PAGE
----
par ou barre oblique?

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Sush

Member
Canada - English
Bonjour,

Est-ce quelqu'un pourrait me dire si le mot "par" se remplace par une barre oblique en français comme il le fait en anglais?

Par exemple: 4$ par personne - 4$/personne

Merci bien de votre réponse!
 
  • 20100

    Senior Member
    Français - Canada, English - Canada
    Bonsoir,

    effectivement il est possible d'utiliser la barre oblique puisqu'elle est un symbole et un symbole amène la même idée dans toutes les langues (d'autres exemples: @,$,%,?, ...)

    Cordialement Votre,

    Vincent


    P.S. Correction d'erreur
     

    LMorland

    Senior Member
    American English
    I think your question is a good one, Sush, because not all symbols are used across all languages, in my experience. For example, the French don't use & (the ampersand), so far as I can tell after nearly 10 years of living in France. The @ sign wasn't used either, I don't believe, until the Internet came along, and so you have to go through a little rigmarole in order to produce one on a French computer keyboard.

    But to answer your question, I simply typed "Euros/personne" into Google and produced a goodly number of results, so the answer is yes.

    (I'm curious, though -- does one put the dollar sign after numbers in Canada? Because we don't in the U.S. When I write equivancies, I put e.g., $150 = 102 € , observing the proper position of the sign in each language.)

    __________
    The actual exchange rate as of today, sad to report....
     
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    itka

    Senior Member
    français
    For example, the French don't use & (the ampersand) at all
    Do you think so ? It does exist on french keyboard (une esperluète) and it's currently used to name societies (have a look here) and in commercial mail.
    That's true we don't use it in novels.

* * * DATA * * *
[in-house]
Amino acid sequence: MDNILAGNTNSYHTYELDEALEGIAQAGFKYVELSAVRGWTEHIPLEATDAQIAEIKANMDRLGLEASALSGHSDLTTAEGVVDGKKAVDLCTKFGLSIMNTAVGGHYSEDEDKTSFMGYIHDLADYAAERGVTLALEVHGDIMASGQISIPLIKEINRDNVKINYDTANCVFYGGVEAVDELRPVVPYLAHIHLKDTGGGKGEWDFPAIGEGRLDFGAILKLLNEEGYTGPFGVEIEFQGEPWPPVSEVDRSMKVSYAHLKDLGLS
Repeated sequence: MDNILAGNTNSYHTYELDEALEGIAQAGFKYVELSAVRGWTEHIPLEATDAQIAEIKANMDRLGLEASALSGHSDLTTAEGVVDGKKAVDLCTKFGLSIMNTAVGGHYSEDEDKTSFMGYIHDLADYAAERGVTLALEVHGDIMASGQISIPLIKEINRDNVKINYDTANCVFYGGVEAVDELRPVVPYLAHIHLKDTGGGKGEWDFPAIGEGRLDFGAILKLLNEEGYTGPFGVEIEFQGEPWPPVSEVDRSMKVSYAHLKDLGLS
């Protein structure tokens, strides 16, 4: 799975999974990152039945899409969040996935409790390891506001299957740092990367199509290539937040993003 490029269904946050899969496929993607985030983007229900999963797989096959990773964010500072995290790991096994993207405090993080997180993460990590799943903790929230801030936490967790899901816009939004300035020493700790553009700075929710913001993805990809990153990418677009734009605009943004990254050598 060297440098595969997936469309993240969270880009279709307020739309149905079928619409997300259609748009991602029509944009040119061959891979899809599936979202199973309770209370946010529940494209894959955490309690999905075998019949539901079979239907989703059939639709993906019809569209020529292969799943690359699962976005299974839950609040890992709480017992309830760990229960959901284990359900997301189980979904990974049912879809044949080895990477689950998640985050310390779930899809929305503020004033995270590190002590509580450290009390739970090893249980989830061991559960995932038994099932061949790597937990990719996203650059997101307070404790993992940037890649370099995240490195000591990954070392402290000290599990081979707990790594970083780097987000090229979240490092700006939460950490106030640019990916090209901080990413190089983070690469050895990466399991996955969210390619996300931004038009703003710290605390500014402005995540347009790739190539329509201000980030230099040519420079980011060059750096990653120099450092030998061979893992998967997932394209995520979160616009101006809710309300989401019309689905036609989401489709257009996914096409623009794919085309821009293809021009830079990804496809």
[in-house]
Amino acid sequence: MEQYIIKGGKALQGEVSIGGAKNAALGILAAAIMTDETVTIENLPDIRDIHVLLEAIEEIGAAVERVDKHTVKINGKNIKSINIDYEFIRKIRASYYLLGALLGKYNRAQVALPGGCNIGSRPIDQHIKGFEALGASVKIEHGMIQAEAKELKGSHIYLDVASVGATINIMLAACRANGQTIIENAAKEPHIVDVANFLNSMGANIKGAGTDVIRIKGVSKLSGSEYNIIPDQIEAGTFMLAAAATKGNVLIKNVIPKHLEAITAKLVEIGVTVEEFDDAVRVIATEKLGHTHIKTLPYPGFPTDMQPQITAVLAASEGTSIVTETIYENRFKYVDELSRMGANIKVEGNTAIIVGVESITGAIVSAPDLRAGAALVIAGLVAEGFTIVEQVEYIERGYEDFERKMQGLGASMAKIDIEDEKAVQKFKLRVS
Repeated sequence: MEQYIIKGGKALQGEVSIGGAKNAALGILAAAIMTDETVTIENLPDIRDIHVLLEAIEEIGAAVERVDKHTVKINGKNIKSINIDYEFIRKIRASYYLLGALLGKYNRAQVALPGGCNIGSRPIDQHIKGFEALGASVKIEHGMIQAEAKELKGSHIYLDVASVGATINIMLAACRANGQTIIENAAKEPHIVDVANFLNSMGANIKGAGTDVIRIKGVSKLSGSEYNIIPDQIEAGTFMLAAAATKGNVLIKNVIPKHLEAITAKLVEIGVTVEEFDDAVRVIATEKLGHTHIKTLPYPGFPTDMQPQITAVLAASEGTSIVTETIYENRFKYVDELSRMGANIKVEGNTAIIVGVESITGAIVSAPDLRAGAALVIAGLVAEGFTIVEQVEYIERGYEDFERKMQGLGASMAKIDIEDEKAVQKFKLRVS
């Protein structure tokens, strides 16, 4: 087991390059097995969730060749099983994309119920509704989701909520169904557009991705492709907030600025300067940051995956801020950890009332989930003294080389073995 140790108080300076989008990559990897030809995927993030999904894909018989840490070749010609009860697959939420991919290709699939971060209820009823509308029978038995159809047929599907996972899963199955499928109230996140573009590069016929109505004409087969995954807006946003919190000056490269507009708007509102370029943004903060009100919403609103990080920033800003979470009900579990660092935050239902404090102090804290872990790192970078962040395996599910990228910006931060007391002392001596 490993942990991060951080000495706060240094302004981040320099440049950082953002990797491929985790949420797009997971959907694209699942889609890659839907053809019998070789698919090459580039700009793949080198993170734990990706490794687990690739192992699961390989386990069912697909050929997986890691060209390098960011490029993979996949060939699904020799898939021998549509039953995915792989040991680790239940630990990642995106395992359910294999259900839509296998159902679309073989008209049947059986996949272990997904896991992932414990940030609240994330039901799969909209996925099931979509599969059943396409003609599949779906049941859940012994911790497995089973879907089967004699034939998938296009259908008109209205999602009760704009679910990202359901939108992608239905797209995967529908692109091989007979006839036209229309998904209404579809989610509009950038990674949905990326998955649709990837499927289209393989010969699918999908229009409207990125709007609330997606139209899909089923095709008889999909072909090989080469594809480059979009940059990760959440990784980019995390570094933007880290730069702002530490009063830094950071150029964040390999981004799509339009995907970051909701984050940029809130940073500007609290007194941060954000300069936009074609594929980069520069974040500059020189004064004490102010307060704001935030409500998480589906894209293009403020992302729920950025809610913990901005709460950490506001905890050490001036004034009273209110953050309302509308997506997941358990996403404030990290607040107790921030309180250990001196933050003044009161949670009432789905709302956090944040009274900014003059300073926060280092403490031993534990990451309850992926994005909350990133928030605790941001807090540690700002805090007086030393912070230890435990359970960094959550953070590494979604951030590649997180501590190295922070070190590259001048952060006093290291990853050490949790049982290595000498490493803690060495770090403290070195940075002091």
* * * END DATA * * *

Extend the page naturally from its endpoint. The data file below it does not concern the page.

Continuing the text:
More on wiki.
     

    SteveD

    Senior Member
    British English
    I think your question is a good one, Sush, because not all symbols are used across all languages, in my experience. For example, the French don't use & (the ampersand) at all, so far as I can tell after nearly 10 years of living in France. The @ sign wasn't used either, I don't believe, until the Internet came along, and so you have to go through a little rigmarole in order to produce one on a French computer keyboard.

    But to answer your question, I simply typed "Euros/personne" into Google and produced a goodly number of results, so the answer is yes.

    (I'm curious, though -- does one put the dollar sign after numbers in Canada? Because we don't in the U.S. When I write equivancies, I put e.g., $150 = 102 € , observing the proper position of the sign in each language.)

    __________
    The actual exchange rate as of today, sad to report....
    Strictly speaking, the € sign should be written before the figures (like the £ and the $), but it very often is not:

    http://www.sysmod.com/euro-emu.htm#style
     

    Sush

    Member
    Canada - English
    Merci à tous!

    LMorland, to answer your question about dollar sign placement in Canada, in English it's the same as in the States - $5.00, etc. In French, I've mostly seen it placed after.

    Thanks again!
     

    LMorland

    Senior Member
    American English
    Do you think so ? It does exist on french keyboard (une esperluète) and it's currently used to name societies (have a look here) and in commercial mail.
    That's true we don't use it in novels.
    More on wiki.
    Well, I wrote "in my experience" and it's been my experience that the French don't use the & as we do. My French friends don't use it in textos (where it would be useful) and when I have used the & in a handwritten note, I've been asked, "What's this?".

    So I've ceased to use the & in French. By way of example, if I'm signing off a joint email or a handwritten note to friends in English, I would sign "Laura & John" (my husband), but in French I sign off "Laura et John".
     
    Last edited:
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